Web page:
(Sir Nicholas Montagu) On the second point I think it is something which we would talk with customers about as a matter of course, saying, what do you like, what do you not like? Remember, we do not just talk to people who did file. There was a great gap between the number of people who registered and the number of people who actually filed. We went back to those people who registered and asked them why they had not filed. We got a variety of reasons. I do not know if we have figures on security. We are able if they do raise issues with us to give them categorical and copper-bottomed reassurance. You quoted Sir John saying we matched the best in the industry. We constantly revisit. Possibly one of the most telling points is that we have got the Defence Evaluation and Research Agency—again I think the C&AG's Report notes this—to look at our systems. More than that, we have got them to try and crack our systems, and on the `gamekeeper turned-poacher' principle, or the other way round, they should have been able to, if anybody could, and they could not hack into it at all.

  72. Do you think that is possibly because they did not hire any of those 15 year-olds that hacked into the Pentagon?
  (Sir Nicholas Montagu) It is always possible, Mr Bacon. As you say, one reads in the press of disasters with this bank or that building society. I do not preen for more than half a minute, I am always aware of, there but for the Grace of God go we.

Mr Davidson

  73. I must say you are in a combatant mood today!
  (Sir Nicholas Montagu) Well, I know what I am up against.

  74. I hope you get away without the verbal equivalent of GBH. Can I follow up this point about fraud? What has been the experience elsewhere within the governmental system? Is there anything in particular that you have learned from their experience about hackers, and the like?
  (Sir Nicholas Montagu) I am not aware of any specific experience from elsewhere. As I indicated to Mr Bacon, so far as external security is concerned, we have the Defence Evaluation Research Agency and we keep that constantly under review. So far as internal security is concerned I wonder whether that is what you have in mind when you mentioned fraud. Again, our Departmental Security Unit keeps a really close eye on this and our system, very importantly, is built so that we can actually check back who—I am talking about individuals—did what in the operation and use of the service.

  75. There is no experience else where in the world of which you are aware where moving to electronic filing, and all of the rest of it, has caused any difficulties?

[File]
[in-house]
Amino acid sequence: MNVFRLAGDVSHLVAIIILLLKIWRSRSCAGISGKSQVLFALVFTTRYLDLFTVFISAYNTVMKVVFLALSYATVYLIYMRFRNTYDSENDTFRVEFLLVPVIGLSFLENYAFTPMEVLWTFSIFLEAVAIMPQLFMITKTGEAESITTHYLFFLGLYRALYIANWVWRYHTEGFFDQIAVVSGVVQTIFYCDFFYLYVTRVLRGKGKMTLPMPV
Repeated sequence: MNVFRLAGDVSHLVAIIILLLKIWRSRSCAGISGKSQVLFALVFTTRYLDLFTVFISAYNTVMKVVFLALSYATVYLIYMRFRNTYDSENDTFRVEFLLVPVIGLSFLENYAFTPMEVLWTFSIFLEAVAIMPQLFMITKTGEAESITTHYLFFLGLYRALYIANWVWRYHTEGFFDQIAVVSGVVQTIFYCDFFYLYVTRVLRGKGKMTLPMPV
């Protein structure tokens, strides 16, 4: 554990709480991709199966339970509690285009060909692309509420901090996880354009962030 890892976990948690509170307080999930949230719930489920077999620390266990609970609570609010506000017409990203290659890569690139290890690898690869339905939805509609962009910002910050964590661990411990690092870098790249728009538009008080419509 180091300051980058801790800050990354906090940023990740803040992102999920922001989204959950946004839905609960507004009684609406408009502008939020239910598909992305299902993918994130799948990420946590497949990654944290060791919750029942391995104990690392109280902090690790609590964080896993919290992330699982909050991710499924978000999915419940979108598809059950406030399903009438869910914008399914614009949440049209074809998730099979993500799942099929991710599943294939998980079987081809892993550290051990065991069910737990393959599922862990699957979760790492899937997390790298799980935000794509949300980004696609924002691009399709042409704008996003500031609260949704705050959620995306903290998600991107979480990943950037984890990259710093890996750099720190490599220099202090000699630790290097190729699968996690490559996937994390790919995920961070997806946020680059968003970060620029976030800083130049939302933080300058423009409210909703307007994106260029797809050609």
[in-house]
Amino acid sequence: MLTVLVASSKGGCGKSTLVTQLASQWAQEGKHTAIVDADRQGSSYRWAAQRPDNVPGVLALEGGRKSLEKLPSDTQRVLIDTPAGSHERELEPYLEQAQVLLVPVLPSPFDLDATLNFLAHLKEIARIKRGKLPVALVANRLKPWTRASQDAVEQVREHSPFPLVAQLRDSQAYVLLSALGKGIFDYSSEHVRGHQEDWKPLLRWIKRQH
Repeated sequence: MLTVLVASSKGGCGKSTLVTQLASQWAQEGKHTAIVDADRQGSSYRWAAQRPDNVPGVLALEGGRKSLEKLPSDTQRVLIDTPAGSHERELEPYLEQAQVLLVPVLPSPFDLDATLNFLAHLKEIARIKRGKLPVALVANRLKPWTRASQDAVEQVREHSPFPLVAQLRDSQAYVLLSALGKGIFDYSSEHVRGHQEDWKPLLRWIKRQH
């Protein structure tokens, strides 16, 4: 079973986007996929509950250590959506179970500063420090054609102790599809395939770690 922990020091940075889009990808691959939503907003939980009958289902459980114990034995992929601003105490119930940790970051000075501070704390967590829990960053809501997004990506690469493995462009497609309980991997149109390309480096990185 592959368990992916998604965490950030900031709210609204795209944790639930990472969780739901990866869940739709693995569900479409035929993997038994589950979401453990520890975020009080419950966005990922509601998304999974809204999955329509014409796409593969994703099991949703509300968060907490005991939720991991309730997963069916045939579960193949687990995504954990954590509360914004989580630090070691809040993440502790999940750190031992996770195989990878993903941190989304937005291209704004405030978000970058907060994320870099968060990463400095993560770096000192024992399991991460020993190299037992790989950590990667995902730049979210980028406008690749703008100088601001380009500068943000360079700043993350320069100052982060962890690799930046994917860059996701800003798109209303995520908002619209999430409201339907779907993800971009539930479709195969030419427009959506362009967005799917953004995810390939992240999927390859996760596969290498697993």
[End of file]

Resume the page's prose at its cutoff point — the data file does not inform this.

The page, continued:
(Sir Nicholas Montagu) I am not aware of it. I do not know whether any of my colleagues are.
  (Mr Hawes) There is one published example that I am aware of, the General Accounting Office Report on the IRS, where people were able to access information that had been submitted through their lodgement service. Whether any of that information was ever actually extracted and taken I do not remember. That is the only example I am aware of.

  76. Can you just clarify this, have you access to bank interest, for example, bank accounts electronically, are you able to assess whether or not the amount of interest is actually correct?
  (Sir Nicholas Montagu) No, we do not. What we do have is a system with banks and building societies under which they can pass on details of interest under third party arrangements. Your bank account is absolutely safe from our scrutiny unless we get a specific order on the bank to produce.

  77. I am trying to remember how this system operates, I seem to remember getting a certificate from my bank, which I then passed on to you, which presumably then got written in somewhere or another. Is it not easier to electronically miss out the middleman, as it were, miss out the paper trail and just have that trawled so that everyone who would get a paper statement of interest that would get fed into yourselves electronically?
  (Mr Hawes) The information is passed to us. The legal position is that the individual on their tax return must include all of their income, whether we have already been notified of it or not. What the electronic service has opened up the possibility of doing is advising people that if we already know at the time they fill their return in that the amount we have been notified of is this, that it is your responsibility to ensure that it is right and that there are no other sources and do you want to confirm this or change it. That is where the real benefit comes for individuals.

  78. That is helpful. In all that I must admit that I am surprised by the point you made that there is a £3 saving if people do this electronically. I would have thought it would be much more than that. It does genuinely surprise me. Is that net of the advertising campaign you had and any capital expenditure? £3 seems a very, very small amount.
  (Sir Nicholas Montagu) That is the transaction cost, so it is certainly net of capital expenditure and it is certainly net of the advertising costs. The advertising costs are essentially both to encourage people to file electronically but also to raise awareness of it: these are purely the processing costs. There would be potential stationery and postage savings too.

  79. That is what I thought. If somebody files electronically now there is a £3 saving netted off, it might be greater than that because of the savings in postage, and so on and so forth. Presumably if they keep on doing it, and presumably you have examined the retention rates that there are for people who do it once and then continue to do it, presumably some way down the line there will be virtually no expenditure on an individual and only savings. How much is that saving then, have you estimated? What scope is there—I presume this is a Ministerial decision—for providing incentives for people to lodge electronically?
  (Sir Nicholas Montagu) Certainly what you say is true, Mr Davidson, to the extent that if people file electronically and get it right there are very considerable potential savings. In a world in which electronic filing and payment were the norm across the piece and we had cleaner data and people got it right, the potential savings would be huge.